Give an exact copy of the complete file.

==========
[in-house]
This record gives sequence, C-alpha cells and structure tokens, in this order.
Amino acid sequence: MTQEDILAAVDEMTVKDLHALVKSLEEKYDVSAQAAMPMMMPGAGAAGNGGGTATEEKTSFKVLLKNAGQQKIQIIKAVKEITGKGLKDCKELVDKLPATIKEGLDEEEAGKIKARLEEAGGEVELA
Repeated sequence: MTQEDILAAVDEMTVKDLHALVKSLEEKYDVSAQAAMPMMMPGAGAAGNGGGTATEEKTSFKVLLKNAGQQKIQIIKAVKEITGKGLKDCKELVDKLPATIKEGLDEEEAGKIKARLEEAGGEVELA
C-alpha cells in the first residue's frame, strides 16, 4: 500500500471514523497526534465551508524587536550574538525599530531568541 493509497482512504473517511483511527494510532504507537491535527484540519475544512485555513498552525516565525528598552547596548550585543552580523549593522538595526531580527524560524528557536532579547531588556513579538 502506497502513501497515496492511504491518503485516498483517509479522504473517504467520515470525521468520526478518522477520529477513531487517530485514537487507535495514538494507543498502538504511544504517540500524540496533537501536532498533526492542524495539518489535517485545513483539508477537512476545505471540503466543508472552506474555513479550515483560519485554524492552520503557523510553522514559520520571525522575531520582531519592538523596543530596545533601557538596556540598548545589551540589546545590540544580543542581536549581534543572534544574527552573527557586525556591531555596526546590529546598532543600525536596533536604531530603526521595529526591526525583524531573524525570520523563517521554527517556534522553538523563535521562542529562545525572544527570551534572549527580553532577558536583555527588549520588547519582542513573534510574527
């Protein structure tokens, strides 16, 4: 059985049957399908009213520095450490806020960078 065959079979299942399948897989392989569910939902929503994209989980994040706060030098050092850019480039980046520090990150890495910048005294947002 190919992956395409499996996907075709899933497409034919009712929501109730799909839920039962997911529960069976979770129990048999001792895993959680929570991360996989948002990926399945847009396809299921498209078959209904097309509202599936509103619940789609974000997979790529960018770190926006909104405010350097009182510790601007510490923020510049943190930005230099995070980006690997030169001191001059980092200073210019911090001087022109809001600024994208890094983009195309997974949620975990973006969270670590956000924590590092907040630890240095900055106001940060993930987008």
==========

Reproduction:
[in-house]
This record gives sequence, C-alpha cells and structure tokens, in this order.
Amino acid sequence: MTQEDILAAVDEMTVKDLHALVKSLEEKYDVSAQAAMPMMMPGAGAAGNGGGTATEEKTSFKVLLKNAGQQKIQIIKAVKEITGKGLKDCKELVDKLPATIKEGLDEEEAGKIKARLEEAGGEVELA
Repeated sequence: MTQEDILAAVDEMTVKDLHALVKSLEEKYDVSAQAAMPMMMPGAGAAGNGGGTATEEKTSFKVLLKNAGQQKIQIIKAVKEITGKGLKDCKELVDKLPATIKEGLDEEEAGKIKARLEEAGGEVELA
C-alpha cells in the first residue's frame, strides 16, 4: 500500500471514523497526534465551508524587536550574538525599530531568541 493509497482512504473517511483511527494510532504507537491535527484540519475544512485555513498552525516565525528598552547596548550585543552580523549593522538595526531580527524560524528557536532579547531588556513579538 502506497502513501497515496492511504491518503485516498483517509479522504473517504467520515470525521468520526478518522477520529477513531487517530485514537487507535495514538494507543498502538504511544504517540500524540496533537501536532498533526492542524495539518489535517485545513483539508477537512476545505471540503466543508472552506474555513479550515483560519485554524492552520503557523510553522514559520520571525522575531520582531519592538523596543530596545533601557538596556540598548545589551540589546545590540544580543542581536549581534543572534544574527552573527557586525556591531555596526546590529546598532543600525536596533536604531530603526521595529526591526525583524531573524525570520523563517521554527517556534522553538523563535521562542529562545525572544527570551534572549527580553532577558536583555527588549520588547519582542513573534510574527
């Protein structure tokens, strides 16, 4: 059985049957399908009213520095450490806020960078 065959079979299942399948897989392989569910939902929503994209989980994040706060030098050092850019480039980046520090990150890495910048005294947002 190919992956395409499996996907075709899933497409034919009712929501109730799909839920039962997911529960069976979770129990048999001792895993959680929570991360996989948002990926399945847009396809299921498209078959209904097309509202599936509103619940789609974000997979790529960018770190926006909104405010350097009182510790601007510490923020510049943190930005230099995070980006690997030169001191001059980092200073210019911090001087022109809001600024994208890094983009195309997974949620975990973006969270670590956000924590590092907040630890240095900055106001940060993930987008």